Baseline AX-CPT performance (d-prime context) was less impaired in CHR-R compared to CHR-P and CHR-C patient groups. AX-CPT predictive validity was robust (0.723) for discriminating converters v. non-converters, and even greater (0.771) when predicting CHR three subgroups.
These longitudinal outcome data indicate that cognitive control deficits as measured by AX-CPT d-prime context are a strong predictor of clinical outcome in CHR individuals. The AX-CPT is brief, easily implemented and cost-effective measure that may be valuable for large-scale prediction efforts.
Restricted and repetitive behaviors (RRBs) are hallmark symptoms of autism spectrum disorders (ASDs); however, it has proven difficult to understand the mechanisms underlying these behaviors. One hypothesis suggests that RRBs are the result of a core deficit in attention. Alternatively, abnormalities of the motor system may constitute the central mechanism underlying RRBs, given motor deficits observed in ASDs. In this experiment, we investigated the etiology of RRBs and the relationship between attention and motor deficits. Movement impairments (a) may be indirectly related to attention deficits, (b) may result from a shared compromised process, or (c) may be independent. Twenty-two adolescents with ASD and 20 typically developing participants performed a spatial attention task. Movement impairments were assessed with a rhythmic tapping task. Attentional orienting and motor control were found to be related and supported the hypothesis that these impairments in ASD arise from a shared process. In contrast, measures of attention switching and motor control were found to be independent. Stereotyped behaviors, as assessed by parental ratings, were related more to the degree of motor impairment than to deficits of attention. These results suggest that both attentional orienting deficits and stereotyped RRBs are related to a compromised motor system.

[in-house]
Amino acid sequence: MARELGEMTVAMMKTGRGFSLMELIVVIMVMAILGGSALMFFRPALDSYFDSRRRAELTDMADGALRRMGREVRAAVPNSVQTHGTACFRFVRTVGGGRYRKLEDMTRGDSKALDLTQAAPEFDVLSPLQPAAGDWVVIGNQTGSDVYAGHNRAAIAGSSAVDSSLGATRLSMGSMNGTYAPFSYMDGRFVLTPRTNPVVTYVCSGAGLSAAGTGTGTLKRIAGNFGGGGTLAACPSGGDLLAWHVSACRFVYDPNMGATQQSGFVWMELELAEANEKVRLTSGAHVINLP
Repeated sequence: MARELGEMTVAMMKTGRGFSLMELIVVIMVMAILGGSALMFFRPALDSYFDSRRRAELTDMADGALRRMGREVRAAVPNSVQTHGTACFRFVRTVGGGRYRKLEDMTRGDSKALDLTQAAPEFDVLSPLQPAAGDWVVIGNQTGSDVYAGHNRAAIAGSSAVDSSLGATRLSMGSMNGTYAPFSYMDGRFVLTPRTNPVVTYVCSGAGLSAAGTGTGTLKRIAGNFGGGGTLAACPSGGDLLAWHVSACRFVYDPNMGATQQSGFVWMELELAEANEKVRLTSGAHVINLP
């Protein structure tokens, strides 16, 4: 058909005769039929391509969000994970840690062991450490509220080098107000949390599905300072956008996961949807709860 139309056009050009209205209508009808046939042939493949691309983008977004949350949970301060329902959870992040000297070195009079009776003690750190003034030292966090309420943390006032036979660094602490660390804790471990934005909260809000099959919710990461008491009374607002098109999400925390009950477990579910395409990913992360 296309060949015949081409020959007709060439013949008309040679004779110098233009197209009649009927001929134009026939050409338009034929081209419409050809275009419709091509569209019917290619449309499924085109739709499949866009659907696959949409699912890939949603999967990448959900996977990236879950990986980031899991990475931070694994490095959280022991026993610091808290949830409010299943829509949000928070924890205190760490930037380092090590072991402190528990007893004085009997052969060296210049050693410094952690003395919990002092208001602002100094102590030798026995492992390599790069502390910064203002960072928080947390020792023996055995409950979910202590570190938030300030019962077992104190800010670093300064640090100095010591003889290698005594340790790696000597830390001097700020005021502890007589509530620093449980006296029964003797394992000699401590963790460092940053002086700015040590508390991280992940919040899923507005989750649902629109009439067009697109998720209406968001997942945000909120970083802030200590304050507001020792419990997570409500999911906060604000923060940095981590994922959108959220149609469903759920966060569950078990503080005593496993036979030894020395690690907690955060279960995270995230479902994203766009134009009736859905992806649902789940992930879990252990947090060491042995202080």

People with schizophrenia may demonstrate cortical abnormalities, with gyri and sulci potentially being differentially affected.
To measure frontal and temporal sulcal cortical thickness, surface area and volume in the non-psychotic relatives of patients with schizophrenia as a potential vulnerability indicator for the disorder.
An automated parcellation method was used to measure the superior frontal, inferior frontal, cingulate, superior temporal and inferior temporal sulci in the relatives of patients (n=19) and controls (n=22).
Compared with controls, relatives had reversed hemispheric asymmetry in their cingulate sulcal thickness and a bilateral reduction in their superior temporal sulcal thickness.
Cingulate and superior temporal sulcal thickness abnormalities may reflect neural abnormalities associated with the genetic liability to schizophrenia. Cortical thinning in these regions suggests that liability genes affect the dendrites, synapses or myelination process during the neurodevelopment of the cortical mantle.